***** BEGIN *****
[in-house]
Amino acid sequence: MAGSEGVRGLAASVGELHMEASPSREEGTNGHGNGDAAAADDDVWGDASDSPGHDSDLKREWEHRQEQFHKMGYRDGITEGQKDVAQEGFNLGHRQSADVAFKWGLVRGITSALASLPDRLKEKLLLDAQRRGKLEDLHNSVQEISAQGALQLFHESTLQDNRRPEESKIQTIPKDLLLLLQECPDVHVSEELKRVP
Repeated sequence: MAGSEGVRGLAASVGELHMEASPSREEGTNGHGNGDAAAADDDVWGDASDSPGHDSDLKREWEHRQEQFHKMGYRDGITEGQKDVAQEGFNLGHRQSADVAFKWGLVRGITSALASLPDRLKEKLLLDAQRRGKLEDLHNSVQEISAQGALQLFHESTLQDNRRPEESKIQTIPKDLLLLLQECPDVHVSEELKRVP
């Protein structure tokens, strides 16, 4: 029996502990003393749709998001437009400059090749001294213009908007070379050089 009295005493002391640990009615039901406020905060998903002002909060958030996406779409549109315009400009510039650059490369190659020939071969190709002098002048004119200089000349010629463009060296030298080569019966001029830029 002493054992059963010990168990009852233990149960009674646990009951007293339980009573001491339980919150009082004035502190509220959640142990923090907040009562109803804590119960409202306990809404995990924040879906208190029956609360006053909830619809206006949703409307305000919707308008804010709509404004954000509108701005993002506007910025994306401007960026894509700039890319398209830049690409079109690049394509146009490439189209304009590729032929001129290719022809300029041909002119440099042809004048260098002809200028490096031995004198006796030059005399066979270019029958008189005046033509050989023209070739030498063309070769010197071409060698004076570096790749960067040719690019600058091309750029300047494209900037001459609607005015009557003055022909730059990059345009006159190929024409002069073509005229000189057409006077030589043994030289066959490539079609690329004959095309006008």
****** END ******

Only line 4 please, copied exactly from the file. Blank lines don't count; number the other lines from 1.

């Protein structure tokens, strides 16, 4: 029996502990003393749709998001437009400059090749001294213009908007070379050089 009295005493002391640990009615039901406020905060998903002002909060958030996406779409549109315009400009510039650059490369190659020939071969190709002098002048004119200089000349010629463009060296030298080569019966001029830029 002493054992059963010990168990009852233990149960009674646990009951007293339980009573001491339980919150009082004035502190509220959640142990923090907040009562109803804590119960409202306990809404995990924040879906208190029956609360006053909830619809206006949703409307305000919707308008804010709509404004954000509108701005993002506007910025994306401007960026894509700039890319398209830049690409079109690049394509146009490439189209304009590729032929001129290719022809300029041909002119440099042809004048260098002809200028490096031995004198006796030059005399066979270019029958008189005046033509050989023209070739030498063309070769010197071409060698004076570096790749960067040719690019600058091309750029300047494209900037001459609607005015009557003055022909730059990059345009006159190929024409002069073509005229000189057409006077030589043994030289066959490539079609690329004959095309006008």